Mike Messier’s THANKSGIVING (2015)

Writer-director and actor Mike Messier is on a hot streak. The Rhode Island indie filmmaker’s “Zen Feminist” short, “The Nature of the Flame,” has been on the festival circuit, showing most recently at the Rhode Island Comic-Con’s Film Festival. Prior to this event, a screenplay he penned, “Fight or Play Basketball,” won First Prize in the Spotlight on New England category at the Rhode Island International Film Festival’s Screenplay Competition. On top of all this, he has been working on several film projects, including a horror mockumentary, “Disregard the Vampire,” that is currently in post-production. And he has completed a micro-short, “Thanksgiving,” just in time for the holiday itself.

Mike contacted me via Facebook to tell me about the short and provide me with access to an online screener of the film, which he wrote, directed, and co-produced. Once again he teamed with cinematographer and editor Chris Hunter for the shoot and post-production.

“Thanksgiving” is a romantic comedy of errors that adds an interesting twist to the topic of interracial relationships. Frank (Nick Gifford) and his girlfriend Tricia (LaNecia Edmonds) are going to his widower father’s house for Thanksgiving dinner. At the start, Frank’s tension appears to be due to the fact that he is Caucasian and Tricia — who has not yet met Frank’s father (Robert Ellis Smith) — is African-American. However, the confrontation that awaits Frank at his father’s dinner table turns out to have little to do with race, but much to do with fathers, sons, and their relationships.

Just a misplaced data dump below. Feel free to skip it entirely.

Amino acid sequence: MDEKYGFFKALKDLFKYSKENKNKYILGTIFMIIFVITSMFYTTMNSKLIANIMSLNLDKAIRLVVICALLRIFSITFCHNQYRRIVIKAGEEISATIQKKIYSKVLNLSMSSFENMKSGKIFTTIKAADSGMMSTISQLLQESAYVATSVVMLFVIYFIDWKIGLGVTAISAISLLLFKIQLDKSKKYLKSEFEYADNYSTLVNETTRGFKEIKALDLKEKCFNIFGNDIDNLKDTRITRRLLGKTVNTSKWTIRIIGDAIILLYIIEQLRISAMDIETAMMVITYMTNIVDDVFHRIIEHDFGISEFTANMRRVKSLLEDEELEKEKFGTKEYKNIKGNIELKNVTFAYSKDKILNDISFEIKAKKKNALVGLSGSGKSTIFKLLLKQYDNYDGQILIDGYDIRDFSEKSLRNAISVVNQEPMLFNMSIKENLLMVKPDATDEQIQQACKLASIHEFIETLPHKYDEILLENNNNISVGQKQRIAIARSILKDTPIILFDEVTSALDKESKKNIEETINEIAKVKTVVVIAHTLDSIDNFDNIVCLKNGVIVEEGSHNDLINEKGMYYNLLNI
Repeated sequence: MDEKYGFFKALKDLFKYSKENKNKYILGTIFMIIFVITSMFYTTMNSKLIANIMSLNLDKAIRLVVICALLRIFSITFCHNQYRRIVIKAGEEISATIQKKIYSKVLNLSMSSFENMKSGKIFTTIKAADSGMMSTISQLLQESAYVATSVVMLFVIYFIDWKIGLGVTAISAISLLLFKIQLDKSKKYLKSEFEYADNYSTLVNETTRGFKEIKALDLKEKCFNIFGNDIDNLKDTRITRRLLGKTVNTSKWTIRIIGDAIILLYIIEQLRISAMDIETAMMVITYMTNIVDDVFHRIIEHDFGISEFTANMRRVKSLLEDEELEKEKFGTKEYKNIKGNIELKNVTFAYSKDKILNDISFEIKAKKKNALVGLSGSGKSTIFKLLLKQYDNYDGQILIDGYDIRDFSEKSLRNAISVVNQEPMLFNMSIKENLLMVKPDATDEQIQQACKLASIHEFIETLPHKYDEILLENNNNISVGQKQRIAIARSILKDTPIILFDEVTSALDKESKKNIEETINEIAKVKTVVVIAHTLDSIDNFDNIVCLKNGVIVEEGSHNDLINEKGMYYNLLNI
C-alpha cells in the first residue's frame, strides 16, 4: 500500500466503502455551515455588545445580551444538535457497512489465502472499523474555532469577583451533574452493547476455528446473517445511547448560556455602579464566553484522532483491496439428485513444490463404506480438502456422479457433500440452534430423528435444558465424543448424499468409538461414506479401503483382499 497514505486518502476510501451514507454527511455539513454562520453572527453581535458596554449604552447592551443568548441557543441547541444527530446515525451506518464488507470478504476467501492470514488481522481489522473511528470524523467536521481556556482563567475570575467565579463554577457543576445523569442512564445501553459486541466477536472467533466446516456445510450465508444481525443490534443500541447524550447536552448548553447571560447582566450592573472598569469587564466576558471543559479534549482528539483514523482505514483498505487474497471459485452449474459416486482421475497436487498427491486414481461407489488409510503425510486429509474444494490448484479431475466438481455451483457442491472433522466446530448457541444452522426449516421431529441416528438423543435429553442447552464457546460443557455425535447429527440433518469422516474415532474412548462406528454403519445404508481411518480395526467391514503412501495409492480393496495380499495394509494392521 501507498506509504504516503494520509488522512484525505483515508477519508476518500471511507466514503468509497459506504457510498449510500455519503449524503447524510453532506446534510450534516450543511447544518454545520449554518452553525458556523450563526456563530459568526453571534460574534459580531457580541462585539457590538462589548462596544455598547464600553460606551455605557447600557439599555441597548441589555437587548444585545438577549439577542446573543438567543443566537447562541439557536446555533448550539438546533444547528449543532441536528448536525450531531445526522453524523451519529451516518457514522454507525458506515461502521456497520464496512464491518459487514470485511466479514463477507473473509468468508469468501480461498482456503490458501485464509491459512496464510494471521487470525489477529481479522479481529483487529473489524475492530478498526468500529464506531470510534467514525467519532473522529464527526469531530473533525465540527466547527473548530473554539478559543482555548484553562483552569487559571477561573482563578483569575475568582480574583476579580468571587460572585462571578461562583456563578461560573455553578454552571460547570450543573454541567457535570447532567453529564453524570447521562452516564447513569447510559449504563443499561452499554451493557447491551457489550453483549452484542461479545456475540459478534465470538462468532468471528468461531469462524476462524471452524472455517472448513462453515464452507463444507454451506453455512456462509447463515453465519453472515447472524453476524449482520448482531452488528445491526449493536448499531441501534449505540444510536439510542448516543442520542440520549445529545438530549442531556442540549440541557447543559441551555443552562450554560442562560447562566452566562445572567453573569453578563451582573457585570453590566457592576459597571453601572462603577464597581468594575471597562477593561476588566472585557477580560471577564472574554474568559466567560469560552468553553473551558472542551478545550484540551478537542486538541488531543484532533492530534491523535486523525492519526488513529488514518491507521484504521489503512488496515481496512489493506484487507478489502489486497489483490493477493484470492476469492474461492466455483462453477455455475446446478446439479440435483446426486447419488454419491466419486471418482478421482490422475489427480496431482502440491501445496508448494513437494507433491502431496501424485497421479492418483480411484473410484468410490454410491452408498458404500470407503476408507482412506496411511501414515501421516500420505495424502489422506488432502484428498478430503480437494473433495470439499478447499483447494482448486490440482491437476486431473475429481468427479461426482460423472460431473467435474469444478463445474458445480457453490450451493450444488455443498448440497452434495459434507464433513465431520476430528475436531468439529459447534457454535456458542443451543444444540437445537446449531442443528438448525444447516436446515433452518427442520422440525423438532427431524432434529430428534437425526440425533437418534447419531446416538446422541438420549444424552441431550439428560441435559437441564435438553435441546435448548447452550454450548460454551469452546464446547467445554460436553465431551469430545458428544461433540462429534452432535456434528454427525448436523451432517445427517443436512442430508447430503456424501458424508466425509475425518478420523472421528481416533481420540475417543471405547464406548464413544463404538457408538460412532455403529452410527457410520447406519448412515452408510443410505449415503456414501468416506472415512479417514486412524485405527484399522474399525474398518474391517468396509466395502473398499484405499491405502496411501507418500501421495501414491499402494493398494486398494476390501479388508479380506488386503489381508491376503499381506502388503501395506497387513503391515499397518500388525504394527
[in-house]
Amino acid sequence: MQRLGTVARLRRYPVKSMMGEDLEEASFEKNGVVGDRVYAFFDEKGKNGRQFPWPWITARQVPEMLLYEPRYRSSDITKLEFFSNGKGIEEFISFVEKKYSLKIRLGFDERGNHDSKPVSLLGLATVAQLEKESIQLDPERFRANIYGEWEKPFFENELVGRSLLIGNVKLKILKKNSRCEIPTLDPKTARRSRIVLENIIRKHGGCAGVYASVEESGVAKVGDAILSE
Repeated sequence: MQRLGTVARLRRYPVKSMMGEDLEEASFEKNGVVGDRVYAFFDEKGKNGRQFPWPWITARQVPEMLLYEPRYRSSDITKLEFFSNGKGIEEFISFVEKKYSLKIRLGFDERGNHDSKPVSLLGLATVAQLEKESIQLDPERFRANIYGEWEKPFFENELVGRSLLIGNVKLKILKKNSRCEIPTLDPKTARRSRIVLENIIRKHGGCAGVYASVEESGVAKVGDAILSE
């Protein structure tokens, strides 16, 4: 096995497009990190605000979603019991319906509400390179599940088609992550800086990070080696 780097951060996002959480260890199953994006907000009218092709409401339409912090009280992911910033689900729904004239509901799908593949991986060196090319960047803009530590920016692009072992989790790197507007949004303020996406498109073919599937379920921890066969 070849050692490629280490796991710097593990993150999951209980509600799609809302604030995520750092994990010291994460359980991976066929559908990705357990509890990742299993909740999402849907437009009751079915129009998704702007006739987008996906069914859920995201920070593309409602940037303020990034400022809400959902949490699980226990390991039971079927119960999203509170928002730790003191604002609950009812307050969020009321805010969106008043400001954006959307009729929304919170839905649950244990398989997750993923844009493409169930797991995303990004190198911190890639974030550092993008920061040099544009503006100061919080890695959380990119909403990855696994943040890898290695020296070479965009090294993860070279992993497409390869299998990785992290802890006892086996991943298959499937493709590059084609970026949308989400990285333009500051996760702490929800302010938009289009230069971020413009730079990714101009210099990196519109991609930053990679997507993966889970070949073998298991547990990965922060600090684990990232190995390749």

To reveal any more about the film’s story would be to spoil it for those who have not seen it yet. I can say that it is one of the smoothest and most mature Messier comedies that I have had the privilege to watch so far. The story exaggerates real-life conflicts, which is essential for comedy, but does not go over-the-top and ruin things.  The dialogue is wryly understated, which enhances the absurdity of the situation and makes it even funnier. When it comes to cinematography, sound, and editing, production values are very high here. The musical score is very effective in its simplicity. Finally, the acting is excellent.

“Thanksgiving” was filmed on location in Providence, Rhode Island. It was produced by Rare Quality Films in association with Collective Thought Media and the Rhode Island South Filmmakers Group. For information on future public showings, follow Mike Messier on Facebook and on his professional website. It’s highly recommended!